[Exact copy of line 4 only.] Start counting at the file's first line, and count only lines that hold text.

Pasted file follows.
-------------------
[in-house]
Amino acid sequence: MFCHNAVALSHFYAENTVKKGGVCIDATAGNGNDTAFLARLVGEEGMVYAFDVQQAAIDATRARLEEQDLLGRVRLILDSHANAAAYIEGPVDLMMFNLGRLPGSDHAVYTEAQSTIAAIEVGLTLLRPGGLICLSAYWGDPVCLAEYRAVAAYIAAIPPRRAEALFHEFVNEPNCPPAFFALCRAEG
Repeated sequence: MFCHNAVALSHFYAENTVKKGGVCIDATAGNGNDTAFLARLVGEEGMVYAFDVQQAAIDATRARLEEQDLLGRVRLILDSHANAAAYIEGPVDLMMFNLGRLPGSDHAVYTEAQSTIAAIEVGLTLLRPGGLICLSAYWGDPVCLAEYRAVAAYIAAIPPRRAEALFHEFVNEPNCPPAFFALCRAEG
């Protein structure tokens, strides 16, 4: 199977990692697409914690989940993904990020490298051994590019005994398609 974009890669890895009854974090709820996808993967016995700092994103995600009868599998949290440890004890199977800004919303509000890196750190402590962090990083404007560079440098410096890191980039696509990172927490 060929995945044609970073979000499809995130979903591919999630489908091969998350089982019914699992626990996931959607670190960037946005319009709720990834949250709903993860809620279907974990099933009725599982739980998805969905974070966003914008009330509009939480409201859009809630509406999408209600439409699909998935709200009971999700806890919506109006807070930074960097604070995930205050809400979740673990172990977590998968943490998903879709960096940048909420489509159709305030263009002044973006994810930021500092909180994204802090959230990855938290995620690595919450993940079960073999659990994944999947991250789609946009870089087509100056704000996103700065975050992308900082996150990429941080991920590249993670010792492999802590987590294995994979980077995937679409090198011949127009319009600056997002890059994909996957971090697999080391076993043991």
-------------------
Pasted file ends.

């Protein structure tokens, strides 16, 4: 199977990692697409914690989940993904990020490298051994590019005994398609 974009890669890895009854974090709820996808993967016995700092994103995600009868599998949290440890004890199977800004919303509000890196750190402590962090990083404007560079440098410096890191980039696509990172927490 060929995945044609970073979000499809995130979903591919999630489908091969998350089982019914699992626990996931959607670190960037946005319009709720990834949250709903993860809620279907974990099933009725599982739980998805969905974070966003914008009330509009939480409201859009809630509406999408209600439409699909998935709200009971999700806890919506109006807070930074960097604070995930205050809400979740673990172990977590998968943490998903879709960096940048909420489509159709305030263009002044973006994810930021500092909180994204802090959230990855938290995620690595919450993940079960073999659990994944999947991250789609946009870089087509100056704000996103700065975050992308900082996150990429941080991920590249993670010792492999802590987590294995994979980077995937679409090198011949127009319009600056997002890059994909996957971090697999080391076993043991």